US expected to open embassy in Jerusalem in May

An Israeli flag is seen near the Dome of the Rock in Jerusalem’s Old City. The opening of the US Embassy in the city in May will coincide with the 70th anniversary of the founding of the State of Israel. (Reuters)
Updated 23 February 2018
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US expected to open embassy in Jerusalem in May

WASHINGTON: The United States is expected to open its embassy to Israel in Jerusalem in May, a US official told Reuters on Friday, a move from Tel Aviv that reverses decades of US policy.
US President Donald Trump announced last year that the United States recognized Jerusalem as Israel’s capital, infuriating even Washington’s Arab allies and dismaying Palestinians who want the eastern part of the city as their capital.
A May opening appears to represent an earlier time frame than what had been expected. While speaking in the Israeli parliament last month, US Vice President Mike Pence said the move would take place by the end of 2019.
The opening will coincide with the 70th anniversary of Israel’s founding, said the US official, speaking on condition of anonymity.


Australia recognizes west Jerusalem as capital of Israel

Updated 15 December 2018
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Australia recognizes west Jerusalem as capital of Israel

  • The prime minister is also committed to recognizing a future state of Palestine with east Jerusalem as its capital when the city’s status is determined in a peace deal
  • The embassy will be moved to west Jerusalem, and defense and trade offices will also be established

SYDNEY: Australia now recognizes west Jerusalem as Israel’s capital, Prime Minister Scott Morrison said Saturday, but a contentious embassy shift from Tel Aviv will not occur until a peace settlement is achieved.
Morrison is also committed to recognizing a future state of Palestine with east Jerusalem as its capital when the city’s status is determined in a peace deal.
“Australia now recognizes west Jerusalem — being the seat of the Knesset and many of the institutions of government — is the capital of Israel,” Morrison said in a speech in Sydney on Saturday.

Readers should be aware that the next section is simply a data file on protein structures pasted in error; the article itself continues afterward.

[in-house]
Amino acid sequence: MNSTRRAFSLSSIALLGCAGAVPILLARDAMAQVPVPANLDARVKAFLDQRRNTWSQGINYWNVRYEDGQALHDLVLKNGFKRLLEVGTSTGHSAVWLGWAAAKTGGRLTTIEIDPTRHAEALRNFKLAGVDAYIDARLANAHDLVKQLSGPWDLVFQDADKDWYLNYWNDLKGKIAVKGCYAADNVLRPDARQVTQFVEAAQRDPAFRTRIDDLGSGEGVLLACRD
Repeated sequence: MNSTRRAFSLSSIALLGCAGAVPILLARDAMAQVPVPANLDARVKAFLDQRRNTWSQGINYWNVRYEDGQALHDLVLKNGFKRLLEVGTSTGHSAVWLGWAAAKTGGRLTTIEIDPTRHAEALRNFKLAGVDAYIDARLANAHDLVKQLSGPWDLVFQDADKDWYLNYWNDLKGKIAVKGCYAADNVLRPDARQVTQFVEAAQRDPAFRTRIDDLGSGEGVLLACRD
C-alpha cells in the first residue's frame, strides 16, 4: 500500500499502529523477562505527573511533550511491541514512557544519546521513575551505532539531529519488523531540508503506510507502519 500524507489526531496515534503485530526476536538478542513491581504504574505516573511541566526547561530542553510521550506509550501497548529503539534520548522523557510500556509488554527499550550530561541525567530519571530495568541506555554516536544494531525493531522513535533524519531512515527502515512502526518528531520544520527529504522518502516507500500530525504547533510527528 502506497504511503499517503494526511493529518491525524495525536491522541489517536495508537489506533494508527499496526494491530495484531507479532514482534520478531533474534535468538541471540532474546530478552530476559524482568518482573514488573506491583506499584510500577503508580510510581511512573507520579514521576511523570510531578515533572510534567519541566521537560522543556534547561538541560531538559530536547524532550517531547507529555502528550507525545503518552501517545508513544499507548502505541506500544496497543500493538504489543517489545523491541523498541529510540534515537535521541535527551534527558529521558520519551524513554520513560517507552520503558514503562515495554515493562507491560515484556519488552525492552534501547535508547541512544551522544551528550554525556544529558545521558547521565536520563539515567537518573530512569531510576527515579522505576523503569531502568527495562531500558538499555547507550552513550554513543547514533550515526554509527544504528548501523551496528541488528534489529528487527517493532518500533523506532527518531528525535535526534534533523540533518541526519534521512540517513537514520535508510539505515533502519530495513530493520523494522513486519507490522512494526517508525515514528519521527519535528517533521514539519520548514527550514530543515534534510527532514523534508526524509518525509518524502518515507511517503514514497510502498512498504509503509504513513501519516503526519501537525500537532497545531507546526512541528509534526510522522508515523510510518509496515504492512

“And we look forward to moving our embassy to west Jerusalem when practical, in support of and after final status of determination,” he said, adding that work on a new site for the embassy was under way.
In the interim, Morrison said, Australia would establish a defense and trade office in the west of the holy city.
“Furthermore, recognizing our commitment to a two-state solution, the Australian government is also resolved to acknowledge the aspirations of the Palestinian people for a future state with its capital in east Jerusalem,” he added.
Both Israel and the Palestinians claim Jerusalem as their capital.
Most foreign nations have avoided moving embassies there to prevent inflaming peace talks on the city’s final status — until US President Trump unilaterally moved the US embassy there earlier this year.
Morrison first floated a shift in foreign policy in October, which angered Australia’s immediate neighbor Indonesia — the world’s most populous Muslim nation.
The issue has put a halt on years-long negotiations on a bilateral trade deal.
Canberra on Friday told its citizens traveling to Indonesia to “exercise a high degree of caution,” warning of protests in the Indonesian capital Jakarta and popular holiday hotspots, including Bali.
Morrison said it was in Australia’s interests to support “liberal democracy” in the Middle East, and took aim at the United Nations he said was a place Israel is “bullied.”